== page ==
Rob Spoor wrote:Why I still do it then? Habit I guess. Laziness as well probably.
I think it's a conceptual thing. If you think of the frame being the application (which for many single-window applications it's perfectly understandable), then extending JFrame makes sense. The application IS-A frame.
I'm not saying I think it's brilliant design, although I also do it myself occasionally. But I don't think it necessarily leads to bad code. One place it really falls down is if you might feasibly want to convert the application to a different framework.
An application is not a JFrame and it never will be. In my mind, the JFrame models the outermost rim of the application (like the frame of a picture), and only includes the system menu, the state buttons; it has a dimension and it holds the various panels the application may make use of. It also does all of this just perfectly, without any ambiguity, so there's never any reason to extend it, unless you want to add new system buttons, or functionality, like being able to pin it to the foreground or something like that (which at this point I'm not entirely convinced you can't do in another way).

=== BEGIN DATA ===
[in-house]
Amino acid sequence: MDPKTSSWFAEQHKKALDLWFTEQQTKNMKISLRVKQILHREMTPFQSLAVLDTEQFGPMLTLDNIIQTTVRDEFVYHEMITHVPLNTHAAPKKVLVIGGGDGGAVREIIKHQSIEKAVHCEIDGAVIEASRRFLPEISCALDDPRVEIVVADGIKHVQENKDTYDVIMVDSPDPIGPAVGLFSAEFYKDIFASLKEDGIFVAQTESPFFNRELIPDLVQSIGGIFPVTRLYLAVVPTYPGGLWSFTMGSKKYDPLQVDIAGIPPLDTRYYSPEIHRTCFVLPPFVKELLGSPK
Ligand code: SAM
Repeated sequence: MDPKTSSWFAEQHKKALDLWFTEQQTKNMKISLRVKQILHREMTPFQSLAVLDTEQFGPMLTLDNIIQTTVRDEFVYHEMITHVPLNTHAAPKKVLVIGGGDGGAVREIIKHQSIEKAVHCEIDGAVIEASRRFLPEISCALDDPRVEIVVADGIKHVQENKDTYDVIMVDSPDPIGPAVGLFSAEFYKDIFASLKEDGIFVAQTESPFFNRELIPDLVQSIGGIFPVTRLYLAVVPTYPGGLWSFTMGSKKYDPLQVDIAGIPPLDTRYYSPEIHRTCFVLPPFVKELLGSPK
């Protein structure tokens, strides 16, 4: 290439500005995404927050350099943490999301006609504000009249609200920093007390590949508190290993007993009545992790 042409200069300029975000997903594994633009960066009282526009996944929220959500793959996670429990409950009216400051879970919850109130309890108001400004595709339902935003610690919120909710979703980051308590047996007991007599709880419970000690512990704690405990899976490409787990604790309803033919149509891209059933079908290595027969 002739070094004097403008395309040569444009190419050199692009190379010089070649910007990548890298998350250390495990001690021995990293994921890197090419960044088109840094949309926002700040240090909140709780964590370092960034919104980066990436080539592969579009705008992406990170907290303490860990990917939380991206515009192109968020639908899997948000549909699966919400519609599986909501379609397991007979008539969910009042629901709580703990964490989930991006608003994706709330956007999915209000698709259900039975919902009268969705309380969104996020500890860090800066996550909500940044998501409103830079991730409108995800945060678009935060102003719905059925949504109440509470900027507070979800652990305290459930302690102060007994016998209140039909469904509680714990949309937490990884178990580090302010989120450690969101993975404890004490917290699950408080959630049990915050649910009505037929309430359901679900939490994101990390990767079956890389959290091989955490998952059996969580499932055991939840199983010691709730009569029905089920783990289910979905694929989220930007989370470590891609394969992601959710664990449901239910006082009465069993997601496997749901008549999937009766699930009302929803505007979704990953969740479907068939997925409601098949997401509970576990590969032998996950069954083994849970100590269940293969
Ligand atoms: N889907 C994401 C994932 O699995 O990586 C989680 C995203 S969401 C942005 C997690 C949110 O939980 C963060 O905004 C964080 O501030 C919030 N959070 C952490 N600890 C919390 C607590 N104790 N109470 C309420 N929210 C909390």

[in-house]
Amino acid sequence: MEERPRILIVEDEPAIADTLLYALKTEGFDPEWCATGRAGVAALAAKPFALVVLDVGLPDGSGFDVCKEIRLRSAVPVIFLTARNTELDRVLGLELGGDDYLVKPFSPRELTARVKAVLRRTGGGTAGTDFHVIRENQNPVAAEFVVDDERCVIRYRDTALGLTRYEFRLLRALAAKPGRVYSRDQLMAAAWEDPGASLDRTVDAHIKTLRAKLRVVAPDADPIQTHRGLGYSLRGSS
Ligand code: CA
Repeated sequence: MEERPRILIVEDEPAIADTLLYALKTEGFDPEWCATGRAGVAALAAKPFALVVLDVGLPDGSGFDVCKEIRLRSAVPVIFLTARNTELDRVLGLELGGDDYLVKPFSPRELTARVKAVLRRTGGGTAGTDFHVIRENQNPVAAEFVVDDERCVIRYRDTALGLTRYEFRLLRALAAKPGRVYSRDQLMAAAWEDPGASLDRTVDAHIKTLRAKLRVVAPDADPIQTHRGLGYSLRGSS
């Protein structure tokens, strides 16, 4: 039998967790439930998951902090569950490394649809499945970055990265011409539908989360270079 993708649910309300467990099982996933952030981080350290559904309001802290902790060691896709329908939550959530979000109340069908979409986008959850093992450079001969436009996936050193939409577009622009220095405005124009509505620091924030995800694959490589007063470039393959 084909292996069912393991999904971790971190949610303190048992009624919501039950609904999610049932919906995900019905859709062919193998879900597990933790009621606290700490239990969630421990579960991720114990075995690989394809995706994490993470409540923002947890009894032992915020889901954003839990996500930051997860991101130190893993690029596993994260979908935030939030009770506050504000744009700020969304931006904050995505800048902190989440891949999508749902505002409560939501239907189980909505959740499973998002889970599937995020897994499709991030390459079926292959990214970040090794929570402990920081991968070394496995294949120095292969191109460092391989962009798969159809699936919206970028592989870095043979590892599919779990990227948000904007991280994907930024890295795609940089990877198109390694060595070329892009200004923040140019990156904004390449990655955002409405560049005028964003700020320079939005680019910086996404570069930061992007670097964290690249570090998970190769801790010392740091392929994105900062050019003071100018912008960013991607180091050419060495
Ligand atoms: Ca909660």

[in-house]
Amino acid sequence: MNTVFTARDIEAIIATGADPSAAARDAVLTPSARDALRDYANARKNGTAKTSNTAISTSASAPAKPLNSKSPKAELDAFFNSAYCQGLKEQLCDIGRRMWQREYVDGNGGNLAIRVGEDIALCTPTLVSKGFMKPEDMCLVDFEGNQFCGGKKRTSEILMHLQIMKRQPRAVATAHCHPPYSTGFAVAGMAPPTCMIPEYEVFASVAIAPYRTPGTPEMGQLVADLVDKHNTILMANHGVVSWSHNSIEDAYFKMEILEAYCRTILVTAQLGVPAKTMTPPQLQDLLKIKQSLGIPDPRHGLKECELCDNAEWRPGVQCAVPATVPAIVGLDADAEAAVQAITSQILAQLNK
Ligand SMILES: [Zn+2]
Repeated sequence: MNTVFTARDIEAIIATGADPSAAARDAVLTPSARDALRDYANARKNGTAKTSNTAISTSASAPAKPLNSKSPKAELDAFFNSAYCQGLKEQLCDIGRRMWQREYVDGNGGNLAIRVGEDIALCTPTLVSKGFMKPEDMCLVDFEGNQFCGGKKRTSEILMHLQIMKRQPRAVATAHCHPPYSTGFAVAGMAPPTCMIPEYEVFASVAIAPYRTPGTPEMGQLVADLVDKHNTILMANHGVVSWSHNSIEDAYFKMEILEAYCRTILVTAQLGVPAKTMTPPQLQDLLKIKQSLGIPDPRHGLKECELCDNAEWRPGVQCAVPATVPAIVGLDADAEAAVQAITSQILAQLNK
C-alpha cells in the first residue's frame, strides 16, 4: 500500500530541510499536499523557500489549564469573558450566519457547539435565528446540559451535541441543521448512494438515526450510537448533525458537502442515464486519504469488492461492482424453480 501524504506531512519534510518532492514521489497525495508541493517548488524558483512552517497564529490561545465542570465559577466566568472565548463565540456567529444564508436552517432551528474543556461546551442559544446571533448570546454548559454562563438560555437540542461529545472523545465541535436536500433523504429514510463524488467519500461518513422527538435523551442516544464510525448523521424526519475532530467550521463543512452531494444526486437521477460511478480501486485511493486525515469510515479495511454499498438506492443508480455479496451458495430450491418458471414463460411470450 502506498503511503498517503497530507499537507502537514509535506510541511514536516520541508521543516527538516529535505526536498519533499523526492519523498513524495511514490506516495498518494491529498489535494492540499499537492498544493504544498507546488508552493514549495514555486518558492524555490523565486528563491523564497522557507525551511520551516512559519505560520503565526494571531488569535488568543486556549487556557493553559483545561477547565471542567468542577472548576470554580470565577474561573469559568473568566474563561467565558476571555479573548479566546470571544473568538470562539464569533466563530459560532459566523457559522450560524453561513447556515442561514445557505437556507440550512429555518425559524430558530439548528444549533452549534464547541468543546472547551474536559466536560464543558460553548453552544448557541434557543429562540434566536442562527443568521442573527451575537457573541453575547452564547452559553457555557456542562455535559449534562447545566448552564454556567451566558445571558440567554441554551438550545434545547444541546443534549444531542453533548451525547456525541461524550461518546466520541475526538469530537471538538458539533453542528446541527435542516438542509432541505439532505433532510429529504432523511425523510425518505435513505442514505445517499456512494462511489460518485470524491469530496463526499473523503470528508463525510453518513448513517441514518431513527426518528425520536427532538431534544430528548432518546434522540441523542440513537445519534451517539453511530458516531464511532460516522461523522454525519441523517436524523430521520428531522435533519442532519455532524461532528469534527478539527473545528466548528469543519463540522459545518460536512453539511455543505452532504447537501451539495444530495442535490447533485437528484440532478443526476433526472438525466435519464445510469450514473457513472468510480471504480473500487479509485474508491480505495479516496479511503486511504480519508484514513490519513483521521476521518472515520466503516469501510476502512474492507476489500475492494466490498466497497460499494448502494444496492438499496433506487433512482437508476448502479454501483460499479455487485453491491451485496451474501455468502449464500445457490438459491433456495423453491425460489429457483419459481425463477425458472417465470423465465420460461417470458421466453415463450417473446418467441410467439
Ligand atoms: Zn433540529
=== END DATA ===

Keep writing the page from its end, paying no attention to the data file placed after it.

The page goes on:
The same application may work just fine in a console, in a dialogue, in an applet, etc. By letting it extend a JFrame, you're also making that part of your application's API; effectively binding your application to a JFrame forever. Of course it doesn't matter much if you make the main class package private, but I don't see why you wouldn't take 2 extra minutes to do it properly.
People usually seem to treat their main class differently than they would other, better designed classes that are deeper inside the application. They think: "this class is only important to this particular application, or this particular version of it, so I can just quickly throw something together".